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Insurance Executive

Ten Questions for Dan Olmsted

A private client executive with Ironshore looks for strong building codes and building code enforcement when underwriting high net worth homes.
By: | February 10, 2017 • 7 min read

Ironshore recently achieved approvals to provide private client business in the key New York market. Risk & Insurance® talked to Dan Olmsted, New York-based senior vice president for the private client group about this development and his approach to the segment.

R&I: How long has Ironshore been writing the private client business, Dan?

Olmsted: Ironshore has been in the high net worth sector of the personal lines market since I joined in 2010. We wanted to approach the sector from a specialty angle first and then expand to the admitted capability.

R&I: We note that Ironshore is writing private client insurance on an admitted basis in five states — most recently New York — with plans to expand the business.  Do you have a goal for how soon the coverage will be more broadly available?

Olmsted:  In 2010, we started to offer coverage geared toward homes valued at a million dollars and higher on a specialty basis. Now we are underwriting in five states with the same million dollar valued homes and higher threshold on an admitted basis. What I am focused on is gaining traction in these East Coast states as well as contiguous territories geographically that make sense.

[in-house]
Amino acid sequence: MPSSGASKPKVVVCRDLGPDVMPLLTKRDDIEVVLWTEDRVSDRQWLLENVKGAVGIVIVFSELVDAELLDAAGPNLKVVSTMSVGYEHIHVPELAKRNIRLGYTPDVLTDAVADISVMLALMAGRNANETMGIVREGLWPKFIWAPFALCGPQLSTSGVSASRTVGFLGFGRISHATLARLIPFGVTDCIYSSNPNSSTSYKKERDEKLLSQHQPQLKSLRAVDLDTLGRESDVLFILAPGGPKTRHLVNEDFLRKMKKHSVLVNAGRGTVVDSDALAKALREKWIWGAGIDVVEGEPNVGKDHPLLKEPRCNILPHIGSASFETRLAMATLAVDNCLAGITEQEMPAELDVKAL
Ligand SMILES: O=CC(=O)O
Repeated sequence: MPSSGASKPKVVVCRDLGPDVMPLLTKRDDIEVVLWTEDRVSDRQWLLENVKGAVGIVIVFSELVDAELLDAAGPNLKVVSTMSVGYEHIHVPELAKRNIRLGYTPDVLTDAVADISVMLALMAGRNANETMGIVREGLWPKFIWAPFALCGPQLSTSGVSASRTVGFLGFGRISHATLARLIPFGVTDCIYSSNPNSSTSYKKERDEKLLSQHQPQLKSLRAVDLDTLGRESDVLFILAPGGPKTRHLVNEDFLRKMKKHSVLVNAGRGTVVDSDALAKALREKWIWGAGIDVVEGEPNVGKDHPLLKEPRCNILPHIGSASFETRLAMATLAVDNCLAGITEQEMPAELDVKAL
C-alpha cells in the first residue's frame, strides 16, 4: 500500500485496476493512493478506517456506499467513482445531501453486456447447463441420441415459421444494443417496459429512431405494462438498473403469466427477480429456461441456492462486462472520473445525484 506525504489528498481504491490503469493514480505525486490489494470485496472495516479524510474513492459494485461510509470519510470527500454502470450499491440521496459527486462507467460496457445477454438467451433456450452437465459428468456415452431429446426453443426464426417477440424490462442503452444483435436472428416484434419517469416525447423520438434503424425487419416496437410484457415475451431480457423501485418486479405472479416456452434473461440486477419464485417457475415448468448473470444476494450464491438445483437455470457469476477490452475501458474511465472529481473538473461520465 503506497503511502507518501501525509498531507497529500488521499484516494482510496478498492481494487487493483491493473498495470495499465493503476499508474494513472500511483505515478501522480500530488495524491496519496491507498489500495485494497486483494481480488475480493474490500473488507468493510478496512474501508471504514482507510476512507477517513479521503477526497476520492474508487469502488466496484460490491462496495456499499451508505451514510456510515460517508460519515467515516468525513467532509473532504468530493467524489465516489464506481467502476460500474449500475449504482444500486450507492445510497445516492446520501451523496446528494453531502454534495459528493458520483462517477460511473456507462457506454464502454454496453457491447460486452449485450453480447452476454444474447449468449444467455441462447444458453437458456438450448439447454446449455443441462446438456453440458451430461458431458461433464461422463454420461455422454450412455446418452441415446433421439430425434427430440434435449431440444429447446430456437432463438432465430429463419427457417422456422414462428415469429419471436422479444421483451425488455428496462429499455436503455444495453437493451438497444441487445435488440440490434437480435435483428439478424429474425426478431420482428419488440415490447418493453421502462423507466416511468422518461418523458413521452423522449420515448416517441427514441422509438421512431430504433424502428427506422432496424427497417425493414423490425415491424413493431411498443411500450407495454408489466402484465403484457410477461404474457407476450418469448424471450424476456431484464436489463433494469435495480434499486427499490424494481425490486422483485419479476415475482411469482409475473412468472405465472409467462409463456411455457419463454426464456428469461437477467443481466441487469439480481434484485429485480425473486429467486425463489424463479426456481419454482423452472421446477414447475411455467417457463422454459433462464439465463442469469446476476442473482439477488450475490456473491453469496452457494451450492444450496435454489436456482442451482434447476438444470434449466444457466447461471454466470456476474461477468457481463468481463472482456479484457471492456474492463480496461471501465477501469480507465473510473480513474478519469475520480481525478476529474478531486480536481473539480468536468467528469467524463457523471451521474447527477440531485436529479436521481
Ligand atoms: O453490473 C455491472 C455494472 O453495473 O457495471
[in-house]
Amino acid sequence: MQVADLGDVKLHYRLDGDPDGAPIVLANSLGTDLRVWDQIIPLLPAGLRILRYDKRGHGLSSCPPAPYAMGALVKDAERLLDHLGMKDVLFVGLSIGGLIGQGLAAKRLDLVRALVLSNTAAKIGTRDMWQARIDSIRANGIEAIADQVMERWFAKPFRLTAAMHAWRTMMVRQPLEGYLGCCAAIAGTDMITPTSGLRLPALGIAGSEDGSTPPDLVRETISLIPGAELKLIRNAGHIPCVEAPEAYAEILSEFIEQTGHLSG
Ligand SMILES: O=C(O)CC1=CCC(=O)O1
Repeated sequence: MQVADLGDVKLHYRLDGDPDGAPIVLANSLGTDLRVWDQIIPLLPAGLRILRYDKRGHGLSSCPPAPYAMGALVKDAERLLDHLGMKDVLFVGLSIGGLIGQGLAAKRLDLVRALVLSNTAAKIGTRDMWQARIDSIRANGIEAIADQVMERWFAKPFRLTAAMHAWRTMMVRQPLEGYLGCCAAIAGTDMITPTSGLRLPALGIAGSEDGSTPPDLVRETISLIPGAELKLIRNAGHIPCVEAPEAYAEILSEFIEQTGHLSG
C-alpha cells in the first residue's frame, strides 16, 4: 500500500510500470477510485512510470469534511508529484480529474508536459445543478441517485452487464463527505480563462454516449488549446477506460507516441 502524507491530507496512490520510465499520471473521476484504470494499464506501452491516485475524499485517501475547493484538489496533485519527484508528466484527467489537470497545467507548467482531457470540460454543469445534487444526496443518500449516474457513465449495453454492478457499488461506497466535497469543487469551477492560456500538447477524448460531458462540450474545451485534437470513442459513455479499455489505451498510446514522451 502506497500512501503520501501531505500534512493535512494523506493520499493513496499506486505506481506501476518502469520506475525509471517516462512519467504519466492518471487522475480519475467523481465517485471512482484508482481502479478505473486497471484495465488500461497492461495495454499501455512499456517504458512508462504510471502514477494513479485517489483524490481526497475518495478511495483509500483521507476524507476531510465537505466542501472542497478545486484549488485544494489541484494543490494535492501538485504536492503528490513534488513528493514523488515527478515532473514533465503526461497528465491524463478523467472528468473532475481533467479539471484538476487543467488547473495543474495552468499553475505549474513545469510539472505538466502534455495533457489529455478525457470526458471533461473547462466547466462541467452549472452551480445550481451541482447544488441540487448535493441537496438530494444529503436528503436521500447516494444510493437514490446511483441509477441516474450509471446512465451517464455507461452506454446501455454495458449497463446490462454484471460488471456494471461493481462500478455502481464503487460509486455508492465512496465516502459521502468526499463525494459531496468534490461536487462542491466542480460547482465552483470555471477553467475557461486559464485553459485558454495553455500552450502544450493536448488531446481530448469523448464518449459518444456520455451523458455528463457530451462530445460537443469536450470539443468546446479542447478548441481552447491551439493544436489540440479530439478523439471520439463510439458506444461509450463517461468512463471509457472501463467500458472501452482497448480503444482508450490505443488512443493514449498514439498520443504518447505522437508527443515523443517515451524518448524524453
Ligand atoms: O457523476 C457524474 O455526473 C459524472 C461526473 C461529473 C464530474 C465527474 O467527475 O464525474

We recently received approval in New York, which was important because it filled out our presence in the tristate area, including Connecticut, New Jersey and Pennsylvania. That’s notable because most brokers and producers write on a geographic territory or regional basis. We are also looking at East Coast centers of business and affluence. We have or will have the capabilities to write around New York, Atlanta, Washington. DC., Boston and Philadelphia.

R&I: Recent reports outline the threat to high-end residential properties on the coasts due to rising seas and climate change. How is Ironshore working with clients to mitigate and transfer the risk of this threat?

Olmsted: I look at two aspects of coastal risk. One is the macro, which I think you are referring to. Then there is the micro, an actual home, whether I’m going to write it and what the terms and conditions are going to be.

We model every home before we write it. We consider wind and storm surge and flooding for the property and tailor the product accordingly. We consider the individual characteristics of the home over a 12 month period. We also assess what mitigation measures might be in place that might address any issues and also how it models.